Ubuntu 13.04 Linux Server Debuts. Should You Upgrade? Every six months, Ubuntu Linux comes out with a new server release. It is however only once every two years that one of those releases is labeled as an Long Term Support (LTS) release. The Ubuntu 13.04, aka The Raring Ringtail release, is out today and is a standard (non-LTS) release. The difference between an LTS release and a standard release is support length, which is a big deal for server users in production. LTS releases receive five years of support, while standard releases only get 9 months. Mark Baker, Ubuntu Server Product Manager at Canonical, explained to ServerWatch that the 'Raring' release is an interim release where new items are brought in with the goal of them landing in a future LTS. In the case of some of the new items in Ubuntu 13.04, several key ones will be made available to Ubuntu 12.04 LTS server users as well. Ubuntu 13.04 features the latest OpenStack Grizzly cloud platform release, including new high-availability features baked in by Ubuntu.

redshift.conf - configuration file for redshift and gtk-redshift saucy (5) redshift.5.gz Provided by: redshift_1.7-2ubuntu1_i386 redshift.conf - configuration file for redshift and gtk-redshift A configuration file with the name `redshift.conf' can optionally be placed in `~/.config/'. Example for Copenhagen, Denmark: $ redshift -l 55.7:12.6 -t 5700:3600 -g 0.8 -m vidmode -v An example configuration file with the same effect as the above command line: [redshift] temp-day=5700 temp-night=3600 gamma=0.8 adjustment-method=vidmode location-provider=manual redshift was written by Martin Koelewijn and Jon Lund Steffensen.

Sharing folders between Windows and Linux Updated: July 22, 2008 This is a task that bothers many Windows users turned Linux newbies. How to share data between these two completely different operating systems. The experience usually goes like this: accessing Windows share from Linux is a simple thing. But accessing Linux files from a Windows machines is a pain. Well, I'm going to show something that would have been considered almost a blasphemy three years ago. Furthermore, I'm going to do this with the Linux distro running a firewall - which will have to be configured to allow the sharing. If you are wondering what this last sentence is all about: Slackware is a distribution aimed at medium to well-experienced Linux users - definitely not new users! Some other useful articles are: Installing Slackware Linux - Full tutorial Highly useful Linux commands & configurations Now, let's get to business. Sharing service, part one Firewall, part one Like all Linux distributions, Wolvix uses the iptables to filter network traffic. Users Shares

Ubuntu 13.04 (nginx, BIND, Dovecot, ISPConfig 3 Version 1.0 Author: Falko Timme <ft [at] falkotimme [dot] com> Follow me on Twitter Last edited 04/29/2013 This tutorial shows how to prepare an Ubuntu 13.04 (Raring Ringtail) server (with nginx, BIND, Dovecot) for the installation of ISPConfig 3, and how to install ISPConfig 3. ISPConfig 3 is a webhosting control panel that allows you to configure the following services through a web browser: Apache or nginx web server, Postfix mail server, Courier or Dovecot IMAP/POP3 server, MySQL, BIND or MyDNS nameserver, PureFTPd, SpamAssassin, ClamAV, and many more. This setup covers nginx (instead of Apache), BIND (instead of MyDNS), and Dovecot (instead of Courier). If you want to use nginx instead of Apache with ISPConfig, please note that your nginx version must be at least 0.8.21, and you must install PHP-FPM as well. Please note that you cannot use this tutorial for Debian Squeeze because Squeeze comes with an older nginx version (0.7.67.) and does not have a PHP-FPM package! 1 Requirements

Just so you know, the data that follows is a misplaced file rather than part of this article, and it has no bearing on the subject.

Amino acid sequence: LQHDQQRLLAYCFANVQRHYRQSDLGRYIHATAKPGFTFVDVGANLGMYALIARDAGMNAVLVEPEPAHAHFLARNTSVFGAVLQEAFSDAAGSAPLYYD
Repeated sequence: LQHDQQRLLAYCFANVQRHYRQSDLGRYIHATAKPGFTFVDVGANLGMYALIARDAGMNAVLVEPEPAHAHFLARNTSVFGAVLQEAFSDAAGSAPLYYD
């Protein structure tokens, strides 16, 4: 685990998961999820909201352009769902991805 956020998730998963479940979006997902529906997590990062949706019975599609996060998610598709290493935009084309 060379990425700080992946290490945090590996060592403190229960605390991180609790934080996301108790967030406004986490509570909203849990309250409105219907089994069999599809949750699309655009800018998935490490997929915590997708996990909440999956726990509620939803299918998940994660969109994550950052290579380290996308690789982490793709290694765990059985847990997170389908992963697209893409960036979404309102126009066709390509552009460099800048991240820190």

3CheatSheet GNOME 3 contains many new features, including tricks and advanced functionality. This guide is an introduction to some of these shortcuts, and will help you to get the most from GNOME 3. It has been written in reference to GNOME version 3.6. Many of these tips use the Super key. On a standard PC keyboard, this is marked with the Windows logo. Resizing Windows Windows can be maximized, unmaximized and snapped to one side of the screen by dragging the window titlebar. If the titlebar is hidden when a window is maximized, you can drag the toolbar instead. Two windows snapped to half the screen: Application Switcher Use Alt+Tab to switch between applications. Activities Overview The Activities Overview allows you to launch new applications, switch windows, and move windows between workspaces. There are three ways to open the Activities Overview: Click on Activities in the top bar Use the hot corner in the top-left corner of the screen Press the Super key Search To search: Launching Applications